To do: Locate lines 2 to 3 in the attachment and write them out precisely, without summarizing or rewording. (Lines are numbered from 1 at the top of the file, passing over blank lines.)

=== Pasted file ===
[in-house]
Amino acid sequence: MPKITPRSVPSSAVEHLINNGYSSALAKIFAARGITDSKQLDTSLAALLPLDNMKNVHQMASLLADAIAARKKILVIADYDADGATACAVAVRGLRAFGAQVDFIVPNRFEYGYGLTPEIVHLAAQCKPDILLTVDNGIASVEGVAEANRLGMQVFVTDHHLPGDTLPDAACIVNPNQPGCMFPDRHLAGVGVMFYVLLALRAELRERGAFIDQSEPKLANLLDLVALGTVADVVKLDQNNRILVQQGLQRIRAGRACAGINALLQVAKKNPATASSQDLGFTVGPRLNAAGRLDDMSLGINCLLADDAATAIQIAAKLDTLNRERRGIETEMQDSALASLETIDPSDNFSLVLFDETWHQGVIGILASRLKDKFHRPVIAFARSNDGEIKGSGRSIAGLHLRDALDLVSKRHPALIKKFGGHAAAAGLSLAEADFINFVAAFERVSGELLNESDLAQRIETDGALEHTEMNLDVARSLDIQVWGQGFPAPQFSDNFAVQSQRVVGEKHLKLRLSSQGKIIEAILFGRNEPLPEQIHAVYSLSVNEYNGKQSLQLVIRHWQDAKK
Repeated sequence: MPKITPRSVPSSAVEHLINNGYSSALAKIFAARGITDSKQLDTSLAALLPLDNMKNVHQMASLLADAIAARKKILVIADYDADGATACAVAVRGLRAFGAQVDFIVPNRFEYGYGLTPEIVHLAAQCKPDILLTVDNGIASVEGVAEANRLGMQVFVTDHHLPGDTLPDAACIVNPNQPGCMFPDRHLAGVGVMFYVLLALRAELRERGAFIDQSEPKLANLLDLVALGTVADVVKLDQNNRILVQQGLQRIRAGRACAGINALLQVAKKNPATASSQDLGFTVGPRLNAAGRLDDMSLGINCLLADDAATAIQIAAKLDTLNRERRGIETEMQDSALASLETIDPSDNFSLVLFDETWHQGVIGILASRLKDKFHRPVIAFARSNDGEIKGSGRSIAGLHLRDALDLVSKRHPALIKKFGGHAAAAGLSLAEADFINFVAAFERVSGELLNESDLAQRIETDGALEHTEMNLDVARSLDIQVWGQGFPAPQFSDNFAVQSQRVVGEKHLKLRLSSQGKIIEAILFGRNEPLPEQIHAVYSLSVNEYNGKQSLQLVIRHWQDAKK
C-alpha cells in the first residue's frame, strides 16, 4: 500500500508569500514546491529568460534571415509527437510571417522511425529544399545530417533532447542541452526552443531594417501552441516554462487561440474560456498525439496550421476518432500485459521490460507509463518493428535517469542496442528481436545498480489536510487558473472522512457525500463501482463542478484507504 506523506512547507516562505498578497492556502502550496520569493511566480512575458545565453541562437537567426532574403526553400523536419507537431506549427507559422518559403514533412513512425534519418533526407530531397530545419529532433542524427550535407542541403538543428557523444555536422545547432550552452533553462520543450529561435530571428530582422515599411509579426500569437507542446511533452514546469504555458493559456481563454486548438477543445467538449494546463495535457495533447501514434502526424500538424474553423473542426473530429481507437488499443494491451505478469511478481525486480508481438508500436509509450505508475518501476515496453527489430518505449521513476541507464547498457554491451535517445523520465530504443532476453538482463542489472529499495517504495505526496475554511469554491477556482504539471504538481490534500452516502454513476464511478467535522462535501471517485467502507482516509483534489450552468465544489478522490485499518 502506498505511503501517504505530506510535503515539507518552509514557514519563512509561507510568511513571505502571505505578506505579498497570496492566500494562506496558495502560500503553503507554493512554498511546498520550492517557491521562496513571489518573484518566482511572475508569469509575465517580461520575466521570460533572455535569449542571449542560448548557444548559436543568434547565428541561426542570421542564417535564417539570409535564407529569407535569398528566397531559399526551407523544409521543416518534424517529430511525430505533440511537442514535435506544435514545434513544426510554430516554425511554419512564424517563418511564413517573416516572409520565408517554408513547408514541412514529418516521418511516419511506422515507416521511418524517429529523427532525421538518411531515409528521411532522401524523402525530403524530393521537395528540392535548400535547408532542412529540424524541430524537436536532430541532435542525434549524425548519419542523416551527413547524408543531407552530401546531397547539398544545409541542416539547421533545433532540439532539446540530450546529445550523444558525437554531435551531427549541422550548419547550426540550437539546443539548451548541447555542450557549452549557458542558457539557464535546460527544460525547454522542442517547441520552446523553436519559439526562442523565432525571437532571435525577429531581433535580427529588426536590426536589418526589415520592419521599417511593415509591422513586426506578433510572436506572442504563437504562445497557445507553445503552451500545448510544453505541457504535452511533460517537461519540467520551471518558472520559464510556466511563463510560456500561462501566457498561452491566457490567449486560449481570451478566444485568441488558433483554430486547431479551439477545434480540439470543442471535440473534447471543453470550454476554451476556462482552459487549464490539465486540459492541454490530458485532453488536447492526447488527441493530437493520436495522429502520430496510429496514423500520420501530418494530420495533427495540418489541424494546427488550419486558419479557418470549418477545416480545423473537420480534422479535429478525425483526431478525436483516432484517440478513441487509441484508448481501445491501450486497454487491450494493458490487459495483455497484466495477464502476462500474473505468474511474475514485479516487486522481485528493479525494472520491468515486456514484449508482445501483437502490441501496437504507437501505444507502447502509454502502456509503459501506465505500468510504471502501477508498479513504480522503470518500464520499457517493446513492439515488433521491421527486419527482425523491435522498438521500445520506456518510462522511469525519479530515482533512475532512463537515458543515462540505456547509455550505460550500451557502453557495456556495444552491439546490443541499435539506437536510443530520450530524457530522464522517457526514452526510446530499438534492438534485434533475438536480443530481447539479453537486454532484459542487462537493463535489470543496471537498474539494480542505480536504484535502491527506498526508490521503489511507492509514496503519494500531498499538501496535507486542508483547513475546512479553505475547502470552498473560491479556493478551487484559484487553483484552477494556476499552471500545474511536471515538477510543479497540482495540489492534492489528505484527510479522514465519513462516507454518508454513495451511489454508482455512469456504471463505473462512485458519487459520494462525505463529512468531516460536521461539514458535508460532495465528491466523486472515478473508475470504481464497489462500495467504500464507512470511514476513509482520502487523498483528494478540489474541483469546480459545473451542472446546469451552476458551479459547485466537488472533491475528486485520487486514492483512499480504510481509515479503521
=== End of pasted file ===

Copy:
Amino acid sequence: MPKITPRSVPSSAVEHLINNGYSSALAKIFAARGITDSKQLDTSLAALLPLDNMKNVHQMASLLADAIAARKKILVIADYDADGATACAVAVRGLRAFGAQVDFIVPNRFEYGYGLTPEIVHLAAQCKPDILLTVDNGIASVEGVAEANRLGMQVFVTDHHLPGDTLPDAACIVNPNQPGCMFPDRHLAGVGVMFYVLLALRAELRERGAFIDQSEPKLANLLDLVALGTVADVVKLDQNNRILVQQGLQRIRAGRACAGINALLQVAKKNPATASSQDLGFTVGPRLNAAGRLDDMSLGINCLLADDAATAIQIAAKLDTLNRERRGIETEMQDSALASLETIDPSDNFSLVLFDETWHQGVIGILASRLKDKFHRPVIAFARSNDGEIKGSGRSIAGLHLRDALDLVSKRHPALIKKFGGHAAAAGLSLAEADFINFVAAFERVSGELLNESDLAQRIETDGALEHTEMNLDVARSLDIQVWGQGFPAPQFSDNFAVQSQRVVGEKHLKLRLSSQGKIIEAILFGRNEPLPEQIHAVYSLSVNEYNGKQSLQLVIRHWQDAKK
Repeated sequence: MPKITPRSVPSSAVEHLINNGYSSALAKIFAARGITDSKQLDTSLAALLPLDNMKNVHQMASLLADAIAARKKILVIADYDADGATACAVAVRGLRAFGAQVDFIVPNRFEYGYGLTPEIVHLAAQCKPDILLTVDNGIASVEGVAEANRLGMQVFVTDHHLPGDTLPDAACIVNPNQPGCMFPDRHLAGVGVMFYVLLALRAELRERGAFIDQSEPKLANLLDLVALGTVADVVKLDQNNRILVQQGLQRIRAGRACAGINALLQVAKKNPATASSQDLGFTVGPRLNAAGRLDDMSLGINCLLADDAATAIQIAAKLDTLNRERRGIETEMQDSALASLETIDPSDNFSLVLFDETWHQGVIGILASRLKDKFHRPVIAFARSNDGEIKGSGRSIAGLHLRDALDLVSKRHPALIKKFGGHAAAAGLSLAEADFINFVAAFERVSGELLNESDLAQRIETDGALEHTEMNLDVARSLDIQVWGQGFPAPQFSDNFAVQSQRVVGEKHLKLRLSSQGKIIEAILFGRNEPLPEQIHAVYSLSVNEYNGKQSLQLVIRHWQDAKK